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September 16, 2003

Deafness part of Stern's TV character

From: Go Erie, PA - Sep 16, 2003

By MARK WASHBURN Knight Ridder

There seems to be an elegant enchantment to everything about Shoshannah Stern, from the singsong lilt of her name to the way her lithe fingers flute out her words.

"I've wanted to be an actress since I was born. People said, 'No, we already have Marlee Matlin. I talked to an agent who said a deaf role only comes along once every two years or so."

When it came time for Stern — part of the fourth generation of her family born deaf — to attend college, she decided to major in English at Gallaudet University, the only liberal arts college for the deaf.

During her senior year, she got a casting e-mail looking for deaf actors for a guest role on the WB comedy "Off Centre." She auditioned and got it.

Petite, poised and endowed with haunting eyes, Stern soon landed guest roles on "Boston Public" and "ER," then a spot on "The Division," where she worked in an episode with Matlin, her idol.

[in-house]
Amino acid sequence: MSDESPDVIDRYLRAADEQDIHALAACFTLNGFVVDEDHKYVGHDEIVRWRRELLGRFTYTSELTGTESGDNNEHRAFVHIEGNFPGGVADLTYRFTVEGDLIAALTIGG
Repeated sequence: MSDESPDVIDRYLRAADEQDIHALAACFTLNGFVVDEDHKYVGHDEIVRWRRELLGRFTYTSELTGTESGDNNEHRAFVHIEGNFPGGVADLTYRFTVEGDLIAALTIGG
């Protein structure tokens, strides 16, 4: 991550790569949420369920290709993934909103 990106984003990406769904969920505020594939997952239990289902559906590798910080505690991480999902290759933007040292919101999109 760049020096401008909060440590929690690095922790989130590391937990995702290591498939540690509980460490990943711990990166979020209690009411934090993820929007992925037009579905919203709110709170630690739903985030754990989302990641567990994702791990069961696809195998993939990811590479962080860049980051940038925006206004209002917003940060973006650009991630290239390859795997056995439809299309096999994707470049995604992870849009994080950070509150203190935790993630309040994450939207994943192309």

"She is the founder of everything," says Stern, signing her words at a recent gathering of TV writers in Hollywood. "I am able to follow in her footsteps."

Now Stern is a regular on "Threat Matrix," a promising new show on ABC.

She plays security analyst Holly Brodeen, whose computer wizardry speeds the mission of her spy unit at the National Security Agency.

"I've been watching deaf characters on TV and film all my life And so far, almost all of the deaf characters that I've seen are characters about what?

"About deafness or about their deafness, how other people accept their deafness," she says.

Stern's role reflects a reality at the NSA, says Michael Edelstein, executive producer of "Threat Matrix." The spy agency recruits people with extraordinary sensitivity stemming from a disability, like a blind woman he learned about who was hired for her acute sense of hearing.

"If she was listening to a phone call that they had taped and it wasn't even a good copy of a good quality recording, she could tell how many people were in the room," Edelstein says.

"She could hear people breathe. She could hear traffic, identify cars, the types of cars."

Likewise, Stern says her sharpened observation skills have been useful in developing her acting.

"Being deaf has actually helped me," she said.

© 2003 Times-News